Backcountry Fire Restrictions in Effect (Last updated: 9/10/2014)
Due to "Extreme Fire Danger," fires are currently prohibited in backcountry, including established fire rings at designated backcountry campsites and on Redwood Creek gravel bars. Personal camp stoves are allowed. Call 707-465-7335 for updates.
NOTE: Backcountry fire restrictions may be in effect, especially during summer. Please call 707-465-7335 for the latest updates.
For those who like to get away, a trail to themselves, a starlit sky at night, and the lullaby crashing waves–Redwood National and State Parks offers you more than 200 miles (322 km) of extraordinary backcountry trails and eight designated backcountry camps. Whether on foot, bicycle, or horseback, you’ll traverse a wide variety of natural habitats, including old-growth redwood forests, oak woodlands, pristine beaches, prairies, streams, and marshes.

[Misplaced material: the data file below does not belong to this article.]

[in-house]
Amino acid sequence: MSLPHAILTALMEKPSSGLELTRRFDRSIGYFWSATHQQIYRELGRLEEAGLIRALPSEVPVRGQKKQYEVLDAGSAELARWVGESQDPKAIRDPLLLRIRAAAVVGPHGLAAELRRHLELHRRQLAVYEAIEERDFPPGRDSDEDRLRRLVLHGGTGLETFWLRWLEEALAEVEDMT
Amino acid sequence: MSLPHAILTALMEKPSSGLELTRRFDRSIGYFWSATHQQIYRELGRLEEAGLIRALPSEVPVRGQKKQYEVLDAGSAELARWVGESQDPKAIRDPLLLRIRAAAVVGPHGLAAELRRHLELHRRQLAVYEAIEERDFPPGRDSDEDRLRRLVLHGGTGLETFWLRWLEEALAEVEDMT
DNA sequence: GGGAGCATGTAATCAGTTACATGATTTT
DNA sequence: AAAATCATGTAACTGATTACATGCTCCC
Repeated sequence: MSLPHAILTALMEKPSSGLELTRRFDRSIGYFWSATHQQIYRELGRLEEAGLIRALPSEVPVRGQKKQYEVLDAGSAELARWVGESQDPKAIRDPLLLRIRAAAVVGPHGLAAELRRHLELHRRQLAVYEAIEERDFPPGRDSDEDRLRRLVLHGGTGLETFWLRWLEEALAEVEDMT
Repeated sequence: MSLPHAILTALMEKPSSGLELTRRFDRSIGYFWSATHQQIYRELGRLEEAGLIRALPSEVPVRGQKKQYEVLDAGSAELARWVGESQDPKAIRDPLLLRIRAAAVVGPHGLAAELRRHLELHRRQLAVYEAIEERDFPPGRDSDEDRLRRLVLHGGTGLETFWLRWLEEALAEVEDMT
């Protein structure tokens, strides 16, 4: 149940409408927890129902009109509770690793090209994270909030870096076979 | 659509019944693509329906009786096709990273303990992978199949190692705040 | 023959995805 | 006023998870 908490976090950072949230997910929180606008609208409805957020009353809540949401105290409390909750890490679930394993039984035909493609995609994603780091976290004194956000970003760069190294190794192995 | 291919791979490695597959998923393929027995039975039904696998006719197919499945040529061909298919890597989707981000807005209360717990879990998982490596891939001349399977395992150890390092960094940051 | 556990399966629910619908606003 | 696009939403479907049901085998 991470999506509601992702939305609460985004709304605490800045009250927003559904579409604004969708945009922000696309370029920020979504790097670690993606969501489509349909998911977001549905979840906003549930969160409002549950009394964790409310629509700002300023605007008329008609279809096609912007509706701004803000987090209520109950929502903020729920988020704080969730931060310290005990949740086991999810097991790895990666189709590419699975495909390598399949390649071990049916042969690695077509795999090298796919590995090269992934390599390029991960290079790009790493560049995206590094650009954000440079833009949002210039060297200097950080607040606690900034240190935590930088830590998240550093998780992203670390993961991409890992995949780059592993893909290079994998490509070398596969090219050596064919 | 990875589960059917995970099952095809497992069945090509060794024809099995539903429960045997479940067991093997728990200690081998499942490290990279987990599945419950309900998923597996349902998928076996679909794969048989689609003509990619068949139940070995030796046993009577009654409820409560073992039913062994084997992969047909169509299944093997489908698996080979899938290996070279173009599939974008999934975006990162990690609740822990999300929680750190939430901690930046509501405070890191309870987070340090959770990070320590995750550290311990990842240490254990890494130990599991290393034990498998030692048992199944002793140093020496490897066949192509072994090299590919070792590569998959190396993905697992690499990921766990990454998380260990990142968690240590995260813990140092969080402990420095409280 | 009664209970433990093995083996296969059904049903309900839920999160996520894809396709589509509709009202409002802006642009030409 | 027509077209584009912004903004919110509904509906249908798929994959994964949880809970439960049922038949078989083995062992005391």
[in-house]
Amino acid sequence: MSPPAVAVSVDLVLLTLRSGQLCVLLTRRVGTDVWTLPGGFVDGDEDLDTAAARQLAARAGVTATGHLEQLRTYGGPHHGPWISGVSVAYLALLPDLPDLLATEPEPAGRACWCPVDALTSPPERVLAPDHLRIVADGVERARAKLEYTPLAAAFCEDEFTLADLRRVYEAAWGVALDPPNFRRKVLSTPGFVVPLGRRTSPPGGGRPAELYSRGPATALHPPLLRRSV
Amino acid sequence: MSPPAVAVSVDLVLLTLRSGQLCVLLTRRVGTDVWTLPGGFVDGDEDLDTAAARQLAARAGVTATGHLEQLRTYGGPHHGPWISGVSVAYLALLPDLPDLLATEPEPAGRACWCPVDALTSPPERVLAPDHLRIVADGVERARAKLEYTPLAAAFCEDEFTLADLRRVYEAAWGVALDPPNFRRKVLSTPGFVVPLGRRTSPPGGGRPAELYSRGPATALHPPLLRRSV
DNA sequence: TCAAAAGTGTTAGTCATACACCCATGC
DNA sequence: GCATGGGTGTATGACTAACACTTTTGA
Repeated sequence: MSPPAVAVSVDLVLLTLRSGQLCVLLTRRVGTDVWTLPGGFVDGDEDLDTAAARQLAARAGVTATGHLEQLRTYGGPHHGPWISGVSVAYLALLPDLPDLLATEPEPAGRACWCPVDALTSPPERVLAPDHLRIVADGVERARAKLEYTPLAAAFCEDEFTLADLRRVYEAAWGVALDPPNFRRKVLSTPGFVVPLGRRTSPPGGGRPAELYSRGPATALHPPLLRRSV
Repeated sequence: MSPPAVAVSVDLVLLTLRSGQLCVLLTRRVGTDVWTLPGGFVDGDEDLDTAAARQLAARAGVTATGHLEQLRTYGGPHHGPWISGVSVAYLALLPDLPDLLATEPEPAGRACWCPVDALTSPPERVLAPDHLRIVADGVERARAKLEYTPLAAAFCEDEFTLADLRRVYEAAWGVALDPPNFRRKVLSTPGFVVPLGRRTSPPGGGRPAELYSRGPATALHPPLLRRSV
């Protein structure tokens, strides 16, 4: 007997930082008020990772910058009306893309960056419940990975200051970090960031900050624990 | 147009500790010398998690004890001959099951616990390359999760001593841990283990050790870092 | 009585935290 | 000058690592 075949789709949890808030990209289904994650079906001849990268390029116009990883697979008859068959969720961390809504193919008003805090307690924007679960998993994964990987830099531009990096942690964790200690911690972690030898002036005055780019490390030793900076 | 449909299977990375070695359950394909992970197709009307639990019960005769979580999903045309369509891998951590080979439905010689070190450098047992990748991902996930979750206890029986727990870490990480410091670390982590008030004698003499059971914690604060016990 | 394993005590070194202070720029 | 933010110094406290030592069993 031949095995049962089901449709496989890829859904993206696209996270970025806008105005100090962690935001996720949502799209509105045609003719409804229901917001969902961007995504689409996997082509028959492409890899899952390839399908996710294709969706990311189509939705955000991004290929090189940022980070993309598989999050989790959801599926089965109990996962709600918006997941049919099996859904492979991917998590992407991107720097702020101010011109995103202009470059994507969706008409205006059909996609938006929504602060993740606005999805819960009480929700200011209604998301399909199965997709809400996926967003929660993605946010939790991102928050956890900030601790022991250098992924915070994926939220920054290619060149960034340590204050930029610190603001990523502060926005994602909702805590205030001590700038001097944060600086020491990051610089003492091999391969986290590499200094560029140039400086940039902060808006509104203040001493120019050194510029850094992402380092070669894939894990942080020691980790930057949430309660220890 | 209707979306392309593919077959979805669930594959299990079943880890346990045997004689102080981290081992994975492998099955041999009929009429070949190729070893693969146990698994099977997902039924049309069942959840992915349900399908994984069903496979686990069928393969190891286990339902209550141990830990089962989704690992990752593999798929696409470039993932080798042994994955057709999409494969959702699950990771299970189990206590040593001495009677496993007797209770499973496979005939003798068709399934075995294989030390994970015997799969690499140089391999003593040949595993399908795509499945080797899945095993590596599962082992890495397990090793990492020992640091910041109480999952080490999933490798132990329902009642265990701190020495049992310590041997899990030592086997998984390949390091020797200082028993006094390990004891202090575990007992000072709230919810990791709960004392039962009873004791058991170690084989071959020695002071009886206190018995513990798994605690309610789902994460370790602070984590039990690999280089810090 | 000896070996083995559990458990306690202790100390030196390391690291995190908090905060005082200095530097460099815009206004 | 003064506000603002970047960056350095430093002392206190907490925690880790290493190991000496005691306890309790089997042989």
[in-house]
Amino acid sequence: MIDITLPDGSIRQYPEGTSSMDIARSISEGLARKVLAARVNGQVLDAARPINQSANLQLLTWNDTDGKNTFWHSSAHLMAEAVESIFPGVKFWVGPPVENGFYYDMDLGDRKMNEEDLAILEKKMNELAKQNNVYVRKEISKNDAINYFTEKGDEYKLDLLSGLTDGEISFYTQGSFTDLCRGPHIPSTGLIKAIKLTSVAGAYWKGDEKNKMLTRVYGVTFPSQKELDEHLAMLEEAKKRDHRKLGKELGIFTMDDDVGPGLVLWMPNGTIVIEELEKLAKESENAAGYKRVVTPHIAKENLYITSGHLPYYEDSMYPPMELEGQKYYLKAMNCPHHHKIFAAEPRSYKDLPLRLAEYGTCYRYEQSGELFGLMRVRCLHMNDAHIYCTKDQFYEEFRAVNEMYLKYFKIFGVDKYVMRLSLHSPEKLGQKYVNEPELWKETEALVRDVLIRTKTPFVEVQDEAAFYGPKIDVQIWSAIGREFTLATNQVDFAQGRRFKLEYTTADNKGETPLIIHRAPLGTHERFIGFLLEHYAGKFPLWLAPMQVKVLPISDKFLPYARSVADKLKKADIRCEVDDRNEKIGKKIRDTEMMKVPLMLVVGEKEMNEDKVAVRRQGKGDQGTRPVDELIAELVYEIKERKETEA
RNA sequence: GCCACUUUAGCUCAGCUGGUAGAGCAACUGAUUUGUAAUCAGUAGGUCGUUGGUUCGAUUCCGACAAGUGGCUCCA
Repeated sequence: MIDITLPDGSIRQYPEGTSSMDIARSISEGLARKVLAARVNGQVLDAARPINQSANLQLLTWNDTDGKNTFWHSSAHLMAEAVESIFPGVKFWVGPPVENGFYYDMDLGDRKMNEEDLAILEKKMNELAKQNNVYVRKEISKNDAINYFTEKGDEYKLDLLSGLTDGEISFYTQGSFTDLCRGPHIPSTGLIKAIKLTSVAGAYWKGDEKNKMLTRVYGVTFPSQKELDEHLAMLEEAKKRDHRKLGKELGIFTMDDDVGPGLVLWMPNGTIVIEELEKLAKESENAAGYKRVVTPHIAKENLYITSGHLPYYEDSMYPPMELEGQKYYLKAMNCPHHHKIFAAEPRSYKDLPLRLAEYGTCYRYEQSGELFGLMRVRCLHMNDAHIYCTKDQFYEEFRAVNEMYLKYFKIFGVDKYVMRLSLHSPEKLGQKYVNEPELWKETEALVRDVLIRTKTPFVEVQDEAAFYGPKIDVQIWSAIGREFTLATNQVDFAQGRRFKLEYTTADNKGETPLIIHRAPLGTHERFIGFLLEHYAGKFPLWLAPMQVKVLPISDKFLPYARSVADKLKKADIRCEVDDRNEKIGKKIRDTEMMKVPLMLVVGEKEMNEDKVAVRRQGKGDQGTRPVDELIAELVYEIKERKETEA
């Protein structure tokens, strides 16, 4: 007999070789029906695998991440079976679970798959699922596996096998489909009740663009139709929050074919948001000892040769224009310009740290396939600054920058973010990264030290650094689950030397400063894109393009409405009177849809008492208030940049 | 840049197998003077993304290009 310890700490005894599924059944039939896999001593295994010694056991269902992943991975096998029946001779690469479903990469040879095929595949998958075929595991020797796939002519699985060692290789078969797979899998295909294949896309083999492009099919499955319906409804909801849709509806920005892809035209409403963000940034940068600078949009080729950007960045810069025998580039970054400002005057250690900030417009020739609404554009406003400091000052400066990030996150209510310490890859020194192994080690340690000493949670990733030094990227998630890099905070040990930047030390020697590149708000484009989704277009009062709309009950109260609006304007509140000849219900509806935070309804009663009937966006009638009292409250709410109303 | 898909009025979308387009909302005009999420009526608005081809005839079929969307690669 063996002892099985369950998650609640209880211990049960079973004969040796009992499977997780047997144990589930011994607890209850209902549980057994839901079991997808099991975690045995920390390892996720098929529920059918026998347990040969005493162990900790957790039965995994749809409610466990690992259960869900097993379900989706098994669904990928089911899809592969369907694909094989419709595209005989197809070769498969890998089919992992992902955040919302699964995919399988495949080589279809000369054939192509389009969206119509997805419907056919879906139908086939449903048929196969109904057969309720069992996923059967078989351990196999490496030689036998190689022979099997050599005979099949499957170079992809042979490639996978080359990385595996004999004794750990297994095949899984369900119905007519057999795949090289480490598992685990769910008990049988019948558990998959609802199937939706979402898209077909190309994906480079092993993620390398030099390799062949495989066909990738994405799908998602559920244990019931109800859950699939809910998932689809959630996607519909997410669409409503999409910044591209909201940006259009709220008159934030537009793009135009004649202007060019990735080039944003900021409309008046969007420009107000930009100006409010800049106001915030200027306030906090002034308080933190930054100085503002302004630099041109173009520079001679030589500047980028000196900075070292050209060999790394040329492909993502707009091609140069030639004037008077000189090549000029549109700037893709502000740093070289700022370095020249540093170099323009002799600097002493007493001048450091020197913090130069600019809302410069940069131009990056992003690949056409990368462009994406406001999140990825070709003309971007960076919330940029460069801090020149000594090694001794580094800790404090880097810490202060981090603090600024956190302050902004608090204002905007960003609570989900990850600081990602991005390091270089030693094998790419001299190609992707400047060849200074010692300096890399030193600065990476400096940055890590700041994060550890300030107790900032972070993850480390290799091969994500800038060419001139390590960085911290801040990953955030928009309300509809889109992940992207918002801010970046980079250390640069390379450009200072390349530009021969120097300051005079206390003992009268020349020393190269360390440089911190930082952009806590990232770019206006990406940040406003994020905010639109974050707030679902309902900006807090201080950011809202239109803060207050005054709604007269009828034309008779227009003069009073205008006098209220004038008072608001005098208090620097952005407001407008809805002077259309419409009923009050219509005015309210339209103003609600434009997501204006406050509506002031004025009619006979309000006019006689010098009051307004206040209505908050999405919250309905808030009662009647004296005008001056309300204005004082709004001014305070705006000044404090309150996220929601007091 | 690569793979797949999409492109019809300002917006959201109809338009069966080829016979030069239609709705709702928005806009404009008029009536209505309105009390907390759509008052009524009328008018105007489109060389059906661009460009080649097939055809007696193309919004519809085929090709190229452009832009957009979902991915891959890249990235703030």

Your best resources for planning your redwood adventure:
Backcountry: Ethics & Regulations
While specific regulations apply to those on bicycles and horseback, all backcountry users should adhere to Redwood National & State Park regulations and are further encouraged to follow Leave No Trace guidelines to minimize their impact. Leave No Trace is rooted in scientific studies and common sense. The message is framed under seven Leave No Trace Principles presented below with accompanying regulations and guidelines specific to Redwood National & State Parks:
1. Plan Ahead and Prepare
2. Travel and Camp on Durable Surfaces
3. Dispose of Waste Properly
4. Leave What You Find
5. Minimize Campfire Impacts
6. Respect Wildlife
7. Be Considerate of Other Visitors
Did You Know?
Common in the redwood forest, ravens often scavenge food scraps found in campgrounds. Once they find an easy food source, they constantly fly over that area in search of food. Unfortunately, they may come across a marbled murrelet nest and eat the egg or chick! Please store all food items properly.